It took home the Oscar for Best Picture, alongside another three for director Clint Eastwood, supporting actor Morgan Freeman and star Hilary Swank, but is Million Dollar Baby a knock out or down and out when it comes to representing women?
Hilary Swank plays Maggie Fitzgerald, a thirty-one-year-old waitress determined to leave her low-class past behind and become a boxing champion with the help of reluctant trainer Frankie (Clint Eastwood) and ex-boxer Scrap (Morgan Freeman). Despite his initial resistance to the idea of training a woman, Frankie sees Maggie’s fighting spirit through her inexperience, and together they plan to take her to the title fight.
Maggie Fitzgerald (Hillary Swank), Earline Fitzgerald (Margo Martindale), Mardell Fitzgerald (Riki Lindhome)
Passes, thanks to a few brief but integral exchanges between Maggie and her mother and sister.
How are women represented?
Although the vast majority of the characters are men, for once this feels like a genuine concession to the nature of the sport. In spite of the lack of female characters, Million Dollar Baby is a compelling portrayal of a woman fighting for approval in a man’s world, who refuses to rise to sexist taunts cast at her by her peers, relying on her cutting tongue and resilience to silence her doubters.
The tough female boxers are portrayed in stark contrast to the girls parading the ring in their underwear, emphasising that women are not just silent sex objects, but are capable of battling hard, both physically and mentally, to achieve a goal. Speaking of which, those delicate souls who find women fighting each other distasteful might want to avoid this film: Baby pulls no punches when it comes to the boxing scenes between the women.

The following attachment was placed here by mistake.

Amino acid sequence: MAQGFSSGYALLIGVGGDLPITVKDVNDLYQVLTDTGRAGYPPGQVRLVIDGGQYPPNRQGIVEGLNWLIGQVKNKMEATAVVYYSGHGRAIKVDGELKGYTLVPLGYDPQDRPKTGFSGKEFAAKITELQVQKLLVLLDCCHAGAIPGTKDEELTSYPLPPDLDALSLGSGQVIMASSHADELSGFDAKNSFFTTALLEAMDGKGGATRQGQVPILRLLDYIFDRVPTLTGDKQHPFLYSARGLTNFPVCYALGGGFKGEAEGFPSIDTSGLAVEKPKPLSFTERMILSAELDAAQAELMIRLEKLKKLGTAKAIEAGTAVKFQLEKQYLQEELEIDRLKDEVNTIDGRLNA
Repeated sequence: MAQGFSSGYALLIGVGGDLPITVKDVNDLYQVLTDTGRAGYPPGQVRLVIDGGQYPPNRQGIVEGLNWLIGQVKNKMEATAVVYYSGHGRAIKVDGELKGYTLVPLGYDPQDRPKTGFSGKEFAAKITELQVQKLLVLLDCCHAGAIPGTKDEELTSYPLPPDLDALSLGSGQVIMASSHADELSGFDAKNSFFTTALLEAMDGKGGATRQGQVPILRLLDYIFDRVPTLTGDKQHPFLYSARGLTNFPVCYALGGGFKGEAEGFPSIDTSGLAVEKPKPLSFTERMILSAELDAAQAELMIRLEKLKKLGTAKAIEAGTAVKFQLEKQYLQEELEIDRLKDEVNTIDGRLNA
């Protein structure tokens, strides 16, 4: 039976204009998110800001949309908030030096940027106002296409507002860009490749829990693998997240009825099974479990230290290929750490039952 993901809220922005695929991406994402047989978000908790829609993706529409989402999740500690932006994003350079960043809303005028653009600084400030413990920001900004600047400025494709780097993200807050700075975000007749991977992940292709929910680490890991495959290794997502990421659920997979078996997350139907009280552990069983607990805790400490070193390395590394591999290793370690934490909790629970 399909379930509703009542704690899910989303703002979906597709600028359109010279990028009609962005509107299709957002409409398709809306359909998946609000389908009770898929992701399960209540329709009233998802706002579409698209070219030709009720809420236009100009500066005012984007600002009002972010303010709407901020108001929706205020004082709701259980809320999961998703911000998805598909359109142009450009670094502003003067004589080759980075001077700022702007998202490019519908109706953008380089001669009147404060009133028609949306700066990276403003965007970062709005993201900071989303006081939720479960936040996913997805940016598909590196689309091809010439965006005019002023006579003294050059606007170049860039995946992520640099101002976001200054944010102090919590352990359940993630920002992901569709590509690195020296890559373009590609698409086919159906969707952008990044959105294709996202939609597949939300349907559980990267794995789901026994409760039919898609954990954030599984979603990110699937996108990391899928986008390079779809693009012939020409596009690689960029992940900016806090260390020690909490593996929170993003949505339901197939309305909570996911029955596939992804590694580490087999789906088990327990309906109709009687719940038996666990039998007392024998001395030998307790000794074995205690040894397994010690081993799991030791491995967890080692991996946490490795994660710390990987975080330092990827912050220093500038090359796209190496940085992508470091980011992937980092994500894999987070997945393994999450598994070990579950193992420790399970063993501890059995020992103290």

Eastwood’s Frankie and Morgan’s Scraps are both flawed and compelling, but Maggie is the most developed and engaging character, thanks in part to a powerful, astute performance from Swank. Maggie resists gender stereotypes, working as a warm, loyal and witty soul, who can light up the screen with an expertly-timed grin, but also as a resilient, determined and courageous fighter not afraid to roll with the punches and fight the odds stacked against her.
Refreshingly, Maggie never becomes a sex object or develops a romantic attachment, allowing the focus of her character and the story to be her aim of taking the title. Despite the initial struggles she faces against sexism, ultimately her gender becomes unimportant as we are engrossed in her against-the-odds rise to stardom. Baby proves that a female character can carry a story arc based on individualistic goals, and doesn’t need to be involved in a romance to be sympathetic or valid.
By sidestepping the romance plot, Million Dollar Baby provides a rare portrayal of a resilient and courageous female character, whose aim does not adhere to the expected female agenda of love and maybe marriage, but is instead to triumph in a violent sport for her own glory. Although she is supported by Frankie, this partnership is built on mutual respect and loyalty, and is touching without being condescending or creepy. Overall, this is one of the most thoughtful and inspiring representations of women that I’ve witnessed in a while, thanks to the absolute assertion that women can struggle for a non-traditional goal, and also to the multifaceted nature of Maggie.
What do you think? Did you see Maggie as a strong protagonist, or did you feel that Eastwood’s troubled trainer dominated the story? I’d love to hear your thoughts.